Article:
We recognize that our struggles are interconnected and that solutions are often crosscutting. This means creating policy solutions that build systems and structures to advance equity and make our democracy more responsive to people who are marginalized and excluded. For our solutions to work, we must deepen our engagement with individuals who have lived experiences with the challenges we address as strategic thought partners and experts. For people to trust us, we must provide valuable research, analysis, and evidence.
We remain ever grateful to our extended family of partners, collaborators, and funders. Your investments—financial and otherwise—have helped CLASP navigate times of uncertainty, opportunity, and threats. As we look ahead, impact will be our North Star, guiding our internal and external strategies, advocacy priorities, and collaborations.
Indivar “Indi” Dutta-Gupta
President and Executive Director
Support CLASP to continue more of this work in 2022 and beyond with a monthly or one-time gift that will help kids and families with low incomes become economically secure.
By Christian Collins
Accessibility and affordability of postsecondary educational opportunities remain a persistent obstacle preventing millions of Americans and their families from acquiring high-quality employment. Though unlikely to pass through Congress, President Biden’s FY2024 budget strongly signals a priority on increasing accessibility of postsecondary education at community colleges through his administration’s proposed $90 billion over 10 years for universal tuition-free community college. The budget also includes $500 million to implement a new first-dollar grant program that would lay the foundation for free community colleges. Because state-level reforms have a substantially higher likelihood of success, state governments can play an even larger role in increasing both accessibility and affordability of postsecondary education. A highly effective tool available to states is the expansion of dual enrollment programs.
Dual enrollment is the practice of students enrolling in two separate academic institutions simultaneously, most commonly with high school students taking college courses while still in high school. This practice originated in 1955 when the University of Connecticut began offering collegiate courses at area high schools and has since expanded to 82 percent of public high schools offering some version of dual enrollment.
Underfunded, but not Underutilized
Community colleges are the backbone of dual enrollment programs, as roughly 70 percent of all dual enrollment high school students take their courses through community colleges. These programs aren’t just a resource for students seeking access to affordable postsecondary education, they’ve also served to protect the health of community colleges themselves. While community college enrollment rates have continued to drop throughout the last decade, dual enrollment rates have increased. Postsecondary students aged 17 or younger had the only enrollment increases between 2020 and 2022 of any age group in undergraduate education at 9.3 percent, driven by a 12.8 percent increase in enrollment at public 2-year colleges.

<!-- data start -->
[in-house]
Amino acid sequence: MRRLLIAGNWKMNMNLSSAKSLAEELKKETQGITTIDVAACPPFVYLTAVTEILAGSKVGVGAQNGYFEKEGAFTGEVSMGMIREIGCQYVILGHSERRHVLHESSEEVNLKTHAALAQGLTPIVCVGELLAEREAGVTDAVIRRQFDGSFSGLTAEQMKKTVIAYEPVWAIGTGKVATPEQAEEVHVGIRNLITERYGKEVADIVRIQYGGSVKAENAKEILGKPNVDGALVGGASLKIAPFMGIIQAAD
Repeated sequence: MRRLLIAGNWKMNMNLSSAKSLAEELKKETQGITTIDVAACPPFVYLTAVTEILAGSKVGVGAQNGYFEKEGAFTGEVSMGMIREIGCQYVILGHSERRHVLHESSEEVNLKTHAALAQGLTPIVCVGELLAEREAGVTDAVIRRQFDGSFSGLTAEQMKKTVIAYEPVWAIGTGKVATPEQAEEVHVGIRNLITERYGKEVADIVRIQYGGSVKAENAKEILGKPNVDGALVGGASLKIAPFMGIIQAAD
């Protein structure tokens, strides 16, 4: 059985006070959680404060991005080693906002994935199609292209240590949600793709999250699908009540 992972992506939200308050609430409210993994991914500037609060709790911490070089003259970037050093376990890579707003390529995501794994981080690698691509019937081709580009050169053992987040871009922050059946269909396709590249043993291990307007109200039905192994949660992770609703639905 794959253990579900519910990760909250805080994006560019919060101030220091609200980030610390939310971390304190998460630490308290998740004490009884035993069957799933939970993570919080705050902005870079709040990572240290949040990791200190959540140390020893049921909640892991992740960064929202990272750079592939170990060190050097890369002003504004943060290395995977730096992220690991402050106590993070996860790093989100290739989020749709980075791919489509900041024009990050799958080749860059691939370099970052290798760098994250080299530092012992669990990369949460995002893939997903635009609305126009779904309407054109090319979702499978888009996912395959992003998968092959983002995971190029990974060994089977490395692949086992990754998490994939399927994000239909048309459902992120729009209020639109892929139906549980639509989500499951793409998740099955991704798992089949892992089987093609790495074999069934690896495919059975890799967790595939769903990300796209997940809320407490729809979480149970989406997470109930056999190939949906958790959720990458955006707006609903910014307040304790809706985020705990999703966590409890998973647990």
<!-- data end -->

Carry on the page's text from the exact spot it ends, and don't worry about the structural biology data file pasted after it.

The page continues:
Forty-eight states and the District of Columbia offer state-level dual enrollment programs, but not every program is designed with equity in mind. Of the 88 state-level programs nationwide, 40 require students to contribute at least a portion of their tuition, creating a cost barrier for potential students. Twelve states don’t provide any public funds for dual enrollment programs, leaving students and their families to pay all costs by themselves.
This funding patchwork has led to inequitable access to dual enrollment opportunities based on race and family income. Nearly 13 percent of white high school students participated in dual enrollment, making them the only racial demographic with a double-digit percentage and more than doubling the rate of Black students. Schools serving higher percentages of students living in poverty offer significantly fewer dual enrollment options compared to schools with lower poverty levels, even when controlling for school size, school type, and school locale.
Program availability is also limited by cost for under-resourced schools and districts, given that common cost barriers include a lack of available equipment, fewer available staff to facilitate programs, and less physical space to provide courses. Transportation is another cost obstacle to students seeking to enroll in programs, since 24 percent of all dual enrollment students had to commute to college campuses or other high schools to take courses, with this figure rising to as high as 32 percent for students in densely populated areas. The balance of dual enrollment students took their courses either online or at their high school.
Cost barriers don’t affect just students seeking to dual enroll. The very colleges seeking to develop and implement these programs must grapple with financial issues. Tuition at community colleges for dual enrollment programs—no matter whether paid through public funds or by students themselves—is often offered at a discount compared to regular tuition rates due to state laws. Given that dual enrollment students represent nearly 20 percent of all community college students nationally, and with some states approaching 40 percent representation, that’s a significant revenue stream loss for community colleges. States must counter this shortfall through state-level funding to help ensure the financial sustainability of community colleges providing dual enrollment. Coupled with state governments chronically underfunding community colleges, some institutions don’t have the financial support needed to offer dual enrollment programs.